Archive for the ‘privacy’ tag
Ok – so this stuff bugs me. Whenever a company sets up standards for others to live by but fails to live up to the same standards themselves I get annoyed. Amex is the “bully” in point.
See http://www.kpho.com/money/19936013/detail.html for a story in which two guys who worked at Amex were able to abscond with “thousands” of credit card number and “millions” of customer dollars.
I have two Amex cards. So I went to the Amex website to figure out if my card was somehow exposed. NADA. Not a single word anywhere on the site (perhaps I missed it?).
What is the use of PCI if one of the three card peddlers (Visa and Mastercard being the other two) reflect an attitude of indifference towards protecting MY data.
Wake up Amex CEO: Kenneth I. Chenault. I entrust you with my data. It is time for you to protect it! Mighty nice of you to harrass others with odd PCI requirements. Perhaps it is time you pass a PCI audit yourself.
Previously, we sent our reporters on a first class mission. Now, we are reporting from coach. Names removed to protect the innocent.
Hi, we had a delay of one hour. I’ll probably arrive to you place around midnight. If it’s too late can you please leave the keys outside?
No problem. I’ll wait for you. Is it tonight or tomorrow?
Tonight… In flight internet is awesome…
Is it really IN flight internet? Can you see porn?
When my “neighbors” will sleep I’ll definitely try it…
You need protection. For the next flight buy one of those 3com protection screens…
So that’s the real reason you need it…
I’m thinking about a smart answer, since this conversation is being blogged…..
In my opinion, this post speaks for itself.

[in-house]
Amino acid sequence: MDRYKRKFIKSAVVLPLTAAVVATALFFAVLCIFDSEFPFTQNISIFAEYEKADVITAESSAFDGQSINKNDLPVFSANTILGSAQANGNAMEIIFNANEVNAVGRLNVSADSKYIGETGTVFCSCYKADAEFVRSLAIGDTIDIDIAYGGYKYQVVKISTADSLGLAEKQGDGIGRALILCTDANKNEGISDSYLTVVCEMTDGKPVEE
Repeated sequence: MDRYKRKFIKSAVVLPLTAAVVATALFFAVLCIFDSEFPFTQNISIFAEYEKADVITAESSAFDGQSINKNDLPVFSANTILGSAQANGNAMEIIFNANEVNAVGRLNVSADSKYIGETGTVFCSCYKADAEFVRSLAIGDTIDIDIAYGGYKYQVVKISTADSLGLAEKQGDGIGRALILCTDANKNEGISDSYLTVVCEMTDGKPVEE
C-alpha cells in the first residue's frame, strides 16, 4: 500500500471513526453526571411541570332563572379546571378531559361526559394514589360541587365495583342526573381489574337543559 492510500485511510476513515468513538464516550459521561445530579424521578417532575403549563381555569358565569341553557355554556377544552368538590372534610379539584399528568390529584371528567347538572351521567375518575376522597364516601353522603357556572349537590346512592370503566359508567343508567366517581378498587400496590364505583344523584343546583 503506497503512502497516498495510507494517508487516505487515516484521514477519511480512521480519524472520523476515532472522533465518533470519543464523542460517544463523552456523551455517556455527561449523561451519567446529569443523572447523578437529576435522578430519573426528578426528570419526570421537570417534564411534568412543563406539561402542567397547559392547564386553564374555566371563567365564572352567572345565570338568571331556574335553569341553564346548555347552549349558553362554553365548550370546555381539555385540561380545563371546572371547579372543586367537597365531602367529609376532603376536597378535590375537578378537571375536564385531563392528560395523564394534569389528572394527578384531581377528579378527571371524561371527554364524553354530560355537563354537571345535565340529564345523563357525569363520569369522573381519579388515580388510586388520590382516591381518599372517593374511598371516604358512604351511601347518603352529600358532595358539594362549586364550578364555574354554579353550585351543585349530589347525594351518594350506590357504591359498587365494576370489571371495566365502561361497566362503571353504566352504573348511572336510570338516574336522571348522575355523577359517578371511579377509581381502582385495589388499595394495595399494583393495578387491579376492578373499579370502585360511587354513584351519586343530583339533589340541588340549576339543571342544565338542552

The folks at consumerwatchdog.org are doing a very important job, keeping vendors honest and consumers alerts. The following video highlights some of the privacy issues with Chrome. I agree that Google should have warned Chrome users. I am sure that they will. Yet, I will continue to use Chrome (since I have nothing to hide). If I need to keep my privacy, I’ll use another tool.
2008 is almost over but still there are respectable and notable companies that act like security is non of their business. I find it very irritating that some companies that promote security as a product and company differentiators act in a non secure fashion. Following the “no one want to see an obese promotes healthy food” analogy, I would expect companies nowadays to act in a secure fashion. Most of the web sites will send you a thank you letter after registering at their web site, but as I discovered today, some will send you an email confirming your registration alongside your username and password in cleartext.
As a service for those who forgot, here’s how email privacy works:
And here’s the message that turned me mad (Identifiable elements deleted to protect the innocent):